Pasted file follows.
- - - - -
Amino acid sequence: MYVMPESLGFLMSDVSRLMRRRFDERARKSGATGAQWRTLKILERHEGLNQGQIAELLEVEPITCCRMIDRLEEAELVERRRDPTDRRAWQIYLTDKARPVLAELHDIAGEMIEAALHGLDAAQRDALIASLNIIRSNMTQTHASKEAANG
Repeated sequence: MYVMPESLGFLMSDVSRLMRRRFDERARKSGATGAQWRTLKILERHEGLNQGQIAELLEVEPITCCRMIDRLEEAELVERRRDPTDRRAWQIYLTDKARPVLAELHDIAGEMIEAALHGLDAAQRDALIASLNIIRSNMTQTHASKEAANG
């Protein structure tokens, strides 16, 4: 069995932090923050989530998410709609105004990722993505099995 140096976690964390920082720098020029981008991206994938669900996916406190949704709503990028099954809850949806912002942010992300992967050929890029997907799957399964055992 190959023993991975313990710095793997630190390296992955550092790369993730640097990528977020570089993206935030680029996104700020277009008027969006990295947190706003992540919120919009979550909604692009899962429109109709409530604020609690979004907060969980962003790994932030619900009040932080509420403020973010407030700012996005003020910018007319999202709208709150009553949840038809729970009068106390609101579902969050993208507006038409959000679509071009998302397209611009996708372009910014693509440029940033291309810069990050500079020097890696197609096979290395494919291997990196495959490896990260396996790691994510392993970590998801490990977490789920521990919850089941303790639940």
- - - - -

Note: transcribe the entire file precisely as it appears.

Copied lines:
Amino acid sequence: MYVMPESLGFLMSDVSRLMRRRFDERARKSGATGAQWRTLKILERHEGLNQGQIAELLEVEPITCCRMIDRLEEAELVERRRDPTDRRAWQIYLTDKARPVLAELHDIAGEMIEAALHGLDAAQRDALIASLNIIRSNMTQTHASKEAANG
Repeated sequence: MYVMPESLGFLMSDVSRLMRRRFDERARKSGATGAQWRTLKILERHEGLNQGQIAELLEVEPITCCRMIDRLEEAELVERRRDPTDRRAWQIYLTDKARPVLAELHDIAGEMIEAALHGLDAAQRDALIASLNIIRSNMTQTHASKEAANG
């Protein structure tokens, strides 16, 4: 069995932090923050989530998410709609105004990722993505099995 140096976690964390920082720098020029981008991206994938669900996916406190949704709503990028099954809850949806912002942010992300992967050929890029997907799957399964055992 190959023993991975313990710095793997630190390296992955550092790369993730640097990528977020570089993206935030680029996104700020277009008027969006990295947190706003992540919120919009979550909604692009899962429109109709409530604020609690979004907060969980962003790994932030619900009040932080509420403020973010407030700012996005003020910018007319999202709208709150009553949840038809729970009068106390609101579902969050993208507006038409959000679509071009998302397209611009996708372009910014693509440029940033291309810069990050500079020097890696197609096979290395494919291997990196495959490896990260396996790691994510392993970590998801490990977490789920521990919850089941303790639940």